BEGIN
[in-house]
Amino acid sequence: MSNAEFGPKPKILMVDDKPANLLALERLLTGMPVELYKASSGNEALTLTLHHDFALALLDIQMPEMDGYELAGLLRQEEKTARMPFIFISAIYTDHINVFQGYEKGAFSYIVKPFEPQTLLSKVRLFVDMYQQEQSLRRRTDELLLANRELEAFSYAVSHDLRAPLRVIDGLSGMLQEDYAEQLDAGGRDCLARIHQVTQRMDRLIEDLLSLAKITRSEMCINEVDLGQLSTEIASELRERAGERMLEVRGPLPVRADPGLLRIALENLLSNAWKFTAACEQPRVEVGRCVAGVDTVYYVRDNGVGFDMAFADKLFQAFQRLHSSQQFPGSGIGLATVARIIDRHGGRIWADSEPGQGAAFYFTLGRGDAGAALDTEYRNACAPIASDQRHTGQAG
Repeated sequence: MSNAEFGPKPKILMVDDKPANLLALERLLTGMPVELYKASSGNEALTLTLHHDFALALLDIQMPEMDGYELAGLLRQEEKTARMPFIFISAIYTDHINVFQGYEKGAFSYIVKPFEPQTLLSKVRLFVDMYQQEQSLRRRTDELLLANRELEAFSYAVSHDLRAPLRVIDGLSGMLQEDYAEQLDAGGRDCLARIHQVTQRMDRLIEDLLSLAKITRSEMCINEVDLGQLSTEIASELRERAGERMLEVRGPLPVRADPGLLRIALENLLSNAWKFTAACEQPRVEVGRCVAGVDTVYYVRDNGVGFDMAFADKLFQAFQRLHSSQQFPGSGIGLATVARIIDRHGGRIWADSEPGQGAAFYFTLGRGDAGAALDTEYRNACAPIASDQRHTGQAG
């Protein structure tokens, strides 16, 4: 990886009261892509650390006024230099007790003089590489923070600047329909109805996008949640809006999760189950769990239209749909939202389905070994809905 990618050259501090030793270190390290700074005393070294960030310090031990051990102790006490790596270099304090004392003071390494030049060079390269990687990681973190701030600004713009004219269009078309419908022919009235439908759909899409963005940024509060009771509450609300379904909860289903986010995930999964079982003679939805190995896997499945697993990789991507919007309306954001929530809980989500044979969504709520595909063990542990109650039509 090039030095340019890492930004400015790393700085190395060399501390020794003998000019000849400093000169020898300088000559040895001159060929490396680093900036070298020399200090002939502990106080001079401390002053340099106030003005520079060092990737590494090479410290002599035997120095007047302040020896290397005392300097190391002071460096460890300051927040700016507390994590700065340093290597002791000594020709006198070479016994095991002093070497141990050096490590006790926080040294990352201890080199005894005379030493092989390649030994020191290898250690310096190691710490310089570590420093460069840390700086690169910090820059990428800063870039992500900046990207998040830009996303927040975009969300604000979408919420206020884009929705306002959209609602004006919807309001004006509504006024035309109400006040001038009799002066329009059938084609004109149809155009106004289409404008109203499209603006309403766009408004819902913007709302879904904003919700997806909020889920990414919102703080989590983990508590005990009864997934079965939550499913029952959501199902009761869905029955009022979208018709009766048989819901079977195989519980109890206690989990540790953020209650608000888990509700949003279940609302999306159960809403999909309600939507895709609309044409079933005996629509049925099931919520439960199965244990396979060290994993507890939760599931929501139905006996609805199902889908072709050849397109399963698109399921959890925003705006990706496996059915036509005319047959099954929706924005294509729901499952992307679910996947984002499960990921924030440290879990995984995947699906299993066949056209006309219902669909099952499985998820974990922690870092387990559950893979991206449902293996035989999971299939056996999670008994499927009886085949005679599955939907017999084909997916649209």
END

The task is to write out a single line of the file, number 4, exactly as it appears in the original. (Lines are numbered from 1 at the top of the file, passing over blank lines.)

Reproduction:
């Protein structure tokens, strides 16, 4: 990886009261892509650390006024230099007790003089590489923070600047329909109805996008949640809006999760189950769990239209749909939202389905070994809905 990618050259501090030793270190390290700074005393070294960030310090031990051990102790006490790596270099304090004392003071390494030049060079390269990687990681973190701030600004713009004219269009078309419908022919009235439908759909899409963005940024509060009771509450609300379904909860289903986010995930999964079982003679939805190995896997499945697993990789991507919007309306954001929530809980989500044979969504709520595909063990542990109650039509 090039030095340019890492930004400015790393700085190395060399501390020794003998000019000849400093000169020898300088000559040895001159060929490396680093900036070298020399200090002939502990106080001079401390002053340099106030003005520079060092990737590494090479410290002599035997120095007047302040020896290397005392300097190391002071460096460890300051927040700016507390994590700065340093290597002791000594020709006198070479016994095991002093070497141990050096490590006790926080040294990352201890080199005894005379030493092989390649030994020191290898250690310096190691710490310089570590420093460069840390700086690169910090820059990428800063870039992500900046990207998040830009996303927040975009969300604000979408919420206020884009929705306002959209609602004006919807309001004006509504006024035309109400006040001038009799002066329009059938084609004109149809155009106004289409404008109203499209603006309403766009408004819902913007709302879904904003919700997806909020889920990414919102703080989590983990508590005990009864997934079965939550499913029952959501199902009761869905029955009022979208018709009766048989819901079977195989519980109890206690989990540790953020209650608000888990509700949003279940609302999306159960809403999909309600939507895709609309044409079933005996629509049925099931919520439960199965244990396979060290994993507890939760599931929501139905006996609805199902889908072709050849397109399963698109399921959890925003705006990706496996059915036509005319047959099954929706924005294509729901499952992307679910996947984002499960990921924030440290879990995984995947699906299993066949056209006309219902669909099952499985998820974990922690870092387990559950893979991206449902293996035989999971299939056996999670008994499927009886085949005679599955939907017999084909997916649209």